Academic journal article Journal of Marriage and Family

Ambivalence in Gay and Lesbian Family Relationships

Academic journal article Journal of Marriage and Family

Ambivalence in Gay and Lesbian Family Relationships

Article excerpt

Over the past decade, intergenerational ambivalence has emerged as a central concept for understanding relationships between adult children and their parents (Lüscher & Pillemer, 1998). Intergenerational ambivalence brings togetherpsychologicalambivalence-thesimultaneous experience of opposing feelings or emotions (Bleuler, 1922)-and sociological ambivalence-incompatible and conflicting expectations and norms of behavior, beliefs, and attitudes (Connidis, 2015; Merton & Barber, 1963)-to articulate how parents and adult children experience "opposing feelings or emotions that are due in part to countervailing expectations" for how each generation should act (Connidis & McMullin, 2002b, p. 558; Lüscher & Pillemer, 1998). A significant body of work demonstrates that, much like positive and negative parent-child relationships, ambivalent intergenerational relationships are negatively related to psychological well-being (Kiecolt, Blieszner, & Savla, 2011; Suitor, Gilligan, & Pillemer, 2011), which may in turn lead to stress spillover and proliferation into other domains of family life (Pearlin, Aneshensel, & LeBlanc, 1997).

Despite important advances in the ambivalence construct, significant gaps remain. First, the focus has been nearly entirely on individual feelings of psychological ambivalence toward others, with little attention to the presence and operation of sociological ambivalence (Connidis, 2015). Second, a focus on individuals' own feelings of ambivalence toward others has stunted a view of how family members may construct others as ambivalent. Constructing others as ambivalent, much like constructing others as loving or disapproving, likely has an impact on individual and family well-being. Third, the focus has been nearly entirely on intergenerational ties. Yet ambivalence likely occurs in other lifelong and emotionally close family relationships, such as sibling, extended kin, and in-law ties (Connidis, 2007; Matthews, 2002; Suitor et al., 2009; Ward, Deane, & Spitze, 2008). Finally, previous research has focused on relationships between presumably heterosexual children and heterosexual parents. This absence of non-heterosexuals is notable, as recent work shows that gay and lesbian families have unique dimensions unarticulated in heterosexual families (Cohler, 2004; Connidis, 2007; Ocobock, 2013; Reczek, 2014a). For example, broader institutional forces of homophobia and heterosexism that structure the family relationships of gay and lesbian adults may engender an exceptional view of sociological ambivalence (Connidis, 2012), one that in turn provides a lens into the causes, dynamics, and consequences of family interaction. As such, a study of ambivalence in gay and lesbian families informs a theoretical and empirical account of broader family relationships.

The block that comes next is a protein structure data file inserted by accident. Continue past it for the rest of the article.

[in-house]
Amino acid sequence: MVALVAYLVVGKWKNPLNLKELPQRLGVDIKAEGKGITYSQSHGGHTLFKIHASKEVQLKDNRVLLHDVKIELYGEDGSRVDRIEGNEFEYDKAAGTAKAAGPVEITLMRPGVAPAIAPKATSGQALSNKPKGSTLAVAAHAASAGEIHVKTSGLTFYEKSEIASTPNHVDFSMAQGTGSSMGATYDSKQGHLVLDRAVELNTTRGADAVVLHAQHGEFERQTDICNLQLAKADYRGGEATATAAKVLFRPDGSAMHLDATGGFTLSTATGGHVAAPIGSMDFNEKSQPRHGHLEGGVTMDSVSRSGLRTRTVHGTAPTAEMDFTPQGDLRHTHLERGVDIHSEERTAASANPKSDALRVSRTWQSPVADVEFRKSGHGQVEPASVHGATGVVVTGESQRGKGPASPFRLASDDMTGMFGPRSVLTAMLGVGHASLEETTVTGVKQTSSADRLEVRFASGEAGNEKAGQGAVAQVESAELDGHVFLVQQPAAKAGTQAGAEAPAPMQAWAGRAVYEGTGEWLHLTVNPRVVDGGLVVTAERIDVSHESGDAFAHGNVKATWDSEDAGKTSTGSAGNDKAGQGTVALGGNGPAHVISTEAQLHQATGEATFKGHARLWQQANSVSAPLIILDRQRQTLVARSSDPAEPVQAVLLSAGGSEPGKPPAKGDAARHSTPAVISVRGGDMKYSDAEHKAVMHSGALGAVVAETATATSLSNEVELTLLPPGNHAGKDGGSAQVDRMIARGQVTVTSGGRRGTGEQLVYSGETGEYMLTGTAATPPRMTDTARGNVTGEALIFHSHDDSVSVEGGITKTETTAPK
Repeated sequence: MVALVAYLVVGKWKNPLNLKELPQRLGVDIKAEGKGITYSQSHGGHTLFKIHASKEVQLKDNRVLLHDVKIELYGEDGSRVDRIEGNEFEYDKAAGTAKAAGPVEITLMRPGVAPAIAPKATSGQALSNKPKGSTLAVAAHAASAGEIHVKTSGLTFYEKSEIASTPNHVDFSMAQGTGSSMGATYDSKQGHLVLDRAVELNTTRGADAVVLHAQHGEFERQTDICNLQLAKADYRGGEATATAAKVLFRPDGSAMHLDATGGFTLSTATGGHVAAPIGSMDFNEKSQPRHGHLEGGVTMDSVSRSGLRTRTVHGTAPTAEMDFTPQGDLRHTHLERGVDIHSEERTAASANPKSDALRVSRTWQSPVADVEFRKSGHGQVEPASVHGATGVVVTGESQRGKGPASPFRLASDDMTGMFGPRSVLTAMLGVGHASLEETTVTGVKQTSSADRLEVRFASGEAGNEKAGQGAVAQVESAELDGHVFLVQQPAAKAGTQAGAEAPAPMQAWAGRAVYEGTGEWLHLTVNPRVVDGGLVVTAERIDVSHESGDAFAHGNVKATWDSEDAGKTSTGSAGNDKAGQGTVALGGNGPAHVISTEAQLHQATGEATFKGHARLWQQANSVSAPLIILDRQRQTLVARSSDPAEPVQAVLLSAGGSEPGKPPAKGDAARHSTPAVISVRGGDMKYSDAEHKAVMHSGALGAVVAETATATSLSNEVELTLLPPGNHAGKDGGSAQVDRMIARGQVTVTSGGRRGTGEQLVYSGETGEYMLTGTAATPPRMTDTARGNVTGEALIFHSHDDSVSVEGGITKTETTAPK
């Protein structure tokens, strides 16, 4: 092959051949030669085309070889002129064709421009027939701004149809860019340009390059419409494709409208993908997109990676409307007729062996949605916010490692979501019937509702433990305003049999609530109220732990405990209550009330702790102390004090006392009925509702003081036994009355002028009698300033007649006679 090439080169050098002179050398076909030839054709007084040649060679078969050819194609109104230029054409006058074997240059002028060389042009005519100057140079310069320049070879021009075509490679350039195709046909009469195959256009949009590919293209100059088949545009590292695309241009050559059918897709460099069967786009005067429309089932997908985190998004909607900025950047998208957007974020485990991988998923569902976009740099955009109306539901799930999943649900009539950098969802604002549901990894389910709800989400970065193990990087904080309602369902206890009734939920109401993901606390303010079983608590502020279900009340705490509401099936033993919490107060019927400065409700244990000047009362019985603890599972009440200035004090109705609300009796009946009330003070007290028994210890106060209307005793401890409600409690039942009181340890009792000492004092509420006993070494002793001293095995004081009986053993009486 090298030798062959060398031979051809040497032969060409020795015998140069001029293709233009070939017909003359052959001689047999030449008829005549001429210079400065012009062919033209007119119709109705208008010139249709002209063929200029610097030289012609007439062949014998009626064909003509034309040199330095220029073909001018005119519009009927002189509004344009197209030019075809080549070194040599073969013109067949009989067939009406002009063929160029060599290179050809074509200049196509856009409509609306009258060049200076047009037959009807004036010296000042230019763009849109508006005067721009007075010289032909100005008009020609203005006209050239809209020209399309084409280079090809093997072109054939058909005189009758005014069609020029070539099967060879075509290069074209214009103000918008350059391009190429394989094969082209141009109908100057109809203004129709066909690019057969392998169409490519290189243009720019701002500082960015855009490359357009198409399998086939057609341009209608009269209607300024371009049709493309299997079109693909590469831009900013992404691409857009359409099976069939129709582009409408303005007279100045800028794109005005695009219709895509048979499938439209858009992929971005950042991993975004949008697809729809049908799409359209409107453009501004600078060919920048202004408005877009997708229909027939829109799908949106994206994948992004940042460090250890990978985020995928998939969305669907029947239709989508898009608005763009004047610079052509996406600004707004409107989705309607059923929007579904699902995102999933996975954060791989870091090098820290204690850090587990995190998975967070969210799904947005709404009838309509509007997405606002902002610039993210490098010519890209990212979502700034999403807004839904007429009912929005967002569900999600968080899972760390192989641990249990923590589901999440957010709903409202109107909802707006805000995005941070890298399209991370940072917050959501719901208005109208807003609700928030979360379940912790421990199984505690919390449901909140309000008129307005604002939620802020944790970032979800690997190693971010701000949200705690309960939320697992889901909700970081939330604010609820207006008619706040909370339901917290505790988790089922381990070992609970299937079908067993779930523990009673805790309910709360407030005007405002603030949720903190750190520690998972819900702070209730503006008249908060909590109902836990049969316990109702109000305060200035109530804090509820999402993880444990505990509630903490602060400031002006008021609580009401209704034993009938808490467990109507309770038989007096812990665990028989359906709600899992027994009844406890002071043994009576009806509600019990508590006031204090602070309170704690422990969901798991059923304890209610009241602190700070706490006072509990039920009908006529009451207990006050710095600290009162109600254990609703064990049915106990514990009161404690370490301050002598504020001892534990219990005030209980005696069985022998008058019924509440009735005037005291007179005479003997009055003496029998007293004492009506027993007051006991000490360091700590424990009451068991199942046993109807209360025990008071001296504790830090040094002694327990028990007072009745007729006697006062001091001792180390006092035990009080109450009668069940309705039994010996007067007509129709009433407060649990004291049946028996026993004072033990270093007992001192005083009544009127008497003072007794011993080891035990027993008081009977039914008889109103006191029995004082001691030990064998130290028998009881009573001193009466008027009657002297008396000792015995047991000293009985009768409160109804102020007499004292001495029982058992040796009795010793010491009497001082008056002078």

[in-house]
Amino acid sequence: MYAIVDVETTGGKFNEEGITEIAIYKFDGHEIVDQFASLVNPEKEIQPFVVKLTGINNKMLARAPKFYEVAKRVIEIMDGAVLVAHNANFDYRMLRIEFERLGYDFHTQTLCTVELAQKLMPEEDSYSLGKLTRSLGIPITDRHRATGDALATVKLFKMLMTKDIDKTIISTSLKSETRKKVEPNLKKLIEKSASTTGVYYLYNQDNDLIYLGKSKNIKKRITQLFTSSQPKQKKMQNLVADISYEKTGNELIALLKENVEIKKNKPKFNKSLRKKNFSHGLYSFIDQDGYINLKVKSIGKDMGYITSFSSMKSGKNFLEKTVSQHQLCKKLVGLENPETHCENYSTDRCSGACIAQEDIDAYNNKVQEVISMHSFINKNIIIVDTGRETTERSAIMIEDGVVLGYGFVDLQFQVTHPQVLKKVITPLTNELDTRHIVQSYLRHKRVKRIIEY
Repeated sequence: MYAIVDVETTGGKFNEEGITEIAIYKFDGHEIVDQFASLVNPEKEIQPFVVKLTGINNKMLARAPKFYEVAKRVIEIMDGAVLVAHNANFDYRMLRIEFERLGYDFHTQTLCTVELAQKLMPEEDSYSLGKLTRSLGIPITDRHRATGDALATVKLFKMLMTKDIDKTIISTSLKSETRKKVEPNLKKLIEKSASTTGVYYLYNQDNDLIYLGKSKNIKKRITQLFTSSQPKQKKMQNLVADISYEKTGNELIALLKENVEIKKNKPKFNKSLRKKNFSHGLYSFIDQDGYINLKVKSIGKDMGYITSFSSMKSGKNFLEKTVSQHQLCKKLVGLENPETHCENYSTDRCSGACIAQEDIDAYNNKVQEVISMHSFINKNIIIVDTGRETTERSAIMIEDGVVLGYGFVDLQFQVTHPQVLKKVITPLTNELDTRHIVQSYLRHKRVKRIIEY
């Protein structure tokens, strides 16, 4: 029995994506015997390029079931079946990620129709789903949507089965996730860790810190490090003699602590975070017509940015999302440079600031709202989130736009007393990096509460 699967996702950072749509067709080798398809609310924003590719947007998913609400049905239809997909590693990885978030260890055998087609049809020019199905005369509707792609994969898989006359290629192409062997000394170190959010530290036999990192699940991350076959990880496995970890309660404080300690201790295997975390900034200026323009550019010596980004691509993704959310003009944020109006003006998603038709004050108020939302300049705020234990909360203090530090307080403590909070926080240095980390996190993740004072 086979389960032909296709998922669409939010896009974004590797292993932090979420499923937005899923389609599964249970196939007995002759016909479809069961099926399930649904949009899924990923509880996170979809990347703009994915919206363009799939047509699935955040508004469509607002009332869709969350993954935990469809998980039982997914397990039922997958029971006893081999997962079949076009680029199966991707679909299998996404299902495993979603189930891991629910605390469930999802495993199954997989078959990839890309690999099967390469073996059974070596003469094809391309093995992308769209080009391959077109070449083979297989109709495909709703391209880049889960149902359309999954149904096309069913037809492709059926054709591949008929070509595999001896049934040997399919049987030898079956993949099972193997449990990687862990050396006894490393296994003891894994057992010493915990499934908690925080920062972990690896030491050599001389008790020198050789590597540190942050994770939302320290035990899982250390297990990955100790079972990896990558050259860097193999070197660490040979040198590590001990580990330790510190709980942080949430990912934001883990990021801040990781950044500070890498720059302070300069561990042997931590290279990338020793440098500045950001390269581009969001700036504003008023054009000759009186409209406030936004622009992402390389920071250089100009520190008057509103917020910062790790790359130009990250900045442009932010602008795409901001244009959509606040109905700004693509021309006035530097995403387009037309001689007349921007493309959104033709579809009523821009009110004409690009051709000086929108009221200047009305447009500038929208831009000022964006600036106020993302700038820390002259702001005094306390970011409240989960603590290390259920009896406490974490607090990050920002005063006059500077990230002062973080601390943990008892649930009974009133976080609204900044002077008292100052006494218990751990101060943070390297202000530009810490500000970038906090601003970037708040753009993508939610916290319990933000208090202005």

To advance an understanding of ambivalence, gay and lesbian families, and family systems more broadly (Bowen, 1978), in the present study I analyzed qualitative interviews with 60 gays and lesbians to determine the nature of ambivalence in family-of-origin (e.g., parents, siblings, extended kin) and "in-law" (i.e., partners' family of origin) relationships. Specifically, in this study I aimed to identify how gay and lesbian adults narrate their family members as exhibiting co-occurring positive (e.g., loving, giving of instrumental or emotional support) and negative (e.g., rejecting, disapproving) feelings and actions (Gilligan, Suitor, Feld, & Pillemer, 2015; Willson, Shuey, & Elder, 2003) within the structural conditions of a gay or lesbian family (Connidis, 2015). In doing so, this study moves beyond research focusing on individuals' reports of their own experiences of ambivalence toward a study of how adults construct others as ambivalent, with specific attention to the intermingling of psychological and sociological ambivalence. This study provides a new lens through which to view how adult gays and lesbians-a marginalized group-experience family ties, in turn revealing new dimensions of family relationships previously undiscovered by heteronormative family research. …

Search by... Author
Show... All Results Primary Sources Peer-reviewed

Oops!

An unknown error has occurred. Please click the button below to reload the page. If the problem persists, please try again in a little while.